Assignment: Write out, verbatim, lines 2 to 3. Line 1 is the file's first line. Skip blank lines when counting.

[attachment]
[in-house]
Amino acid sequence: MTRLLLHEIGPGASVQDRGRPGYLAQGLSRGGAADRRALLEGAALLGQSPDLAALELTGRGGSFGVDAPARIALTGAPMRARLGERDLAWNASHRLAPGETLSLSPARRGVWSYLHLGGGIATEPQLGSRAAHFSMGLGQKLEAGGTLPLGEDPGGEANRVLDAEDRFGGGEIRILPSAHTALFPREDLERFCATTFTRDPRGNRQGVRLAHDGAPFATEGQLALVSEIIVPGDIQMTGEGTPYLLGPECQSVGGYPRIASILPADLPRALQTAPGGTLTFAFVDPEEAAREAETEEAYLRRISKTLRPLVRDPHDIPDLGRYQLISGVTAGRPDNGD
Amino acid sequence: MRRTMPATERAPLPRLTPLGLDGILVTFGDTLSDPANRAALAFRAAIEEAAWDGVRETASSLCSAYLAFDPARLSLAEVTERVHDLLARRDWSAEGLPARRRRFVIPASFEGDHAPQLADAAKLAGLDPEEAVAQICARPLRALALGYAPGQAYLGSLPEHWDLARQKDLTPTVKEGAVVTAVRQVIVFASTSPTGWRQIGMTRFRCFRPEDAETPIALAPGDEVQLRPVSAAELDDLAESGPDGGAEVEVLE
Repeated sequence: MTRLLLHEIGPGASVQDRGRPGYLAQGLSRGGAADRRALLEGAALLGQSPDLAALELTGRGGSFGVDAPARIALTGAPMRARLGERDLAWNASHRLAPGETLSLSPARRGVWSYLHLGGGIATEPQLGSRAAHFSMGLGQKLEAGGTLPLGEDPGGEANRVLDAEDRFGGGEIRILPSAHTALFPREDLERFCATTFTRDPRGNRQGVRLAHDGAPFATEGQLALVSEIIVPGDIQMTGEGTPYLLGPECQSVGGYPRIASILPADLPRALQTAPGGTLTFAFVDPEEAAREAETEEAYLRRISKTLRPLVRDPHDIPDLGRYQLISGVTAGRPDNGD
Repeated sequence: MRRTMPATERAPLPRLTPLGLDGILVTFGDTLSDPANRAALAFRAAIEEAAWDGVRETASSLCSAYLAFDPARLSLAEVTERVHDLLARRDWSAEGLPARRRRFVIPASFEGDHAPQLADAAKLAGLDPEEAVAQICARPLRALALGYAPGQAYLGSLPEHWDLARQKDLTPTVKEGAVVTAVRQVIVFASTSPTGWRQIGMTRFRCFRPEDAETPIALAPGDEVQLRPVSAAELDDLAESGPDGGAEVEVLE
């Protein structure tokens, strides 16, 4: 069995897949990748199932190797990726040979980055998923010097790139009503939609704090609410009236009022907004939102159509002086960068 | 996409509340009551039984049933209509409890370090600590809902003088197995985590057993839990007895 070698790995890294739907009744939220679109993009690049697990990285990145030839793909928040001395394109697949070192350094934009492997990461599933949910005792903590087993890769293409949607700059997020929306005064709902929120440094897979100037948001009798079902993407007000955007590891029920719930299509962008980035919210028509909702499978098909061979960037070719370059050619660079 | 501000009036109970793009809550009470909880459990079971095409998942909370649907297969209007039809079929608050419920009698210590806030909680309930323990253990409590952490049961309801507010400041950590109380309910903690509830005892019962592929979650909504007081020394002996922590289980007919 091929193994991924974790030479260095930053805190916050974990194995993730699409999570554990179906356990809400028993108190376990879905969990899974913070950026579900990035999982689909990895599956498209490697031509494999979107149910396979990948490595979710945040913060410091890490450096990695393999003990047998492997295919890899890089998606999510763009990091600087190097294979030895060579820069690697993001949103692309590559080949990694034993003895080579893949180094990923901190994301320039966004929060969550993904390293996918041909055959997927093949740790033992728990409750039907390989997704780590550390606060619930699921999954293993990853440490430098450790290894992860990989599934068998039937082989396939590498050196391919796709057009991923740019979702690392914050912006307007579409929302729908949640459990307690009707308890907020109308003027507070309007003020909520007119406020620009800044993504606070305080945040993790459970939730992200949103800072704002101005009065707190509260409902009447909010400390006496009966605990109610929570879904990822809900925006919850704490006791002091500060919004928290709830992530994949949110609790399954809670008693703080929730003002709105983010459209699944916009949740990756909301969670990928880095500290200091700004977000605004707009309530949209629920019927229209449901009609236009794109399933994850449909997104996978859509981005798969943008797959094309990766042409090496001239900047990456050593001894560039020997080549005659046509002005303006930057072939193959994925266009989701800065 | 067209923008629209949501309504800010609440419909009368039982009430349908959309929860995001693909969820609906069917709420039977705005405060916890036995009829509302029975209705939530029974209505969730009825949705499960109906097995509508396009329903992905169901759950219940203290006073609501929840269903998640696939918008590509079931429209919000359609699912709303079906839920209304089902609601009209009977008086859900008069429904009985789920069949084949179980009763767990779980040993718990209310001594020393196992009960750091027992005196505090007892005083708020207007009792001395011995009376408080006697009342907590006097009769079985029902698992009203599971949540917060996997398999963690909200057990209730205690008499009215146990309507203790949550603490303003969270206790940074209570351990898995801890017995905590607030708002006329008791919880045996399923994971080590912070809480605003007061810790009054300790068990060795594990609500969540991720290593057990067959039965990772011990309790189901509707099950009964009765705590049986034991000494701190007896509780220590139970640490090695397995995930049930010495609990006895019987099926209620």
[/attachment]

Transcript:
Amino acid sequence: MTRLLLHEIGPGASVQDRGRPGYLAQGLSRGGAADRRALLEGAALLGQSPDLAALELTGRGGSFGVDAPARIALTGAPMRARLGERDLAWNASHRLAPGETLSLSPARRGVWSYLHLGGGIATEPQLGSRAAHFSMGLGQKLEAGGTLPLGEDPGGEANRVLDAEDRFGGGEIRILPSAHTALFPREDLERFCATTFTRDPRGNRQGVRLAHDGAPFATEGQLALVSEIIVPGDIQMTGEGTPYLLGPECQSVGGYPRIASILPADLPRALQTAPGGTLTFAFVDPEEAAREAETEEAYLRRISKTLRPLVRDPHDIPDLGRYQLISGVTAGRPDNGD
Amino acid sequence: MRRTMPATERAPLPRLTPLGLDGILVTFGDTLSDPANRAALAFRAAIEEAAWDGVRETASSLCSAYLAFDPARLSLAEVTERVHDLLARRDWSAEGLPARRRRFVIPASFEGDHAPQLADAAKLAGLDPEEAVAQICARPLRALALGYAPGQAYLGSLPEHWDLARQKDLTPTVKEGAVVTAVRQVIVFASTSPTGWRQIGMTRFRCFRPEDAETPIALAPGDEVQLRPVSAAELDDLAESGPDGGAEVEVLE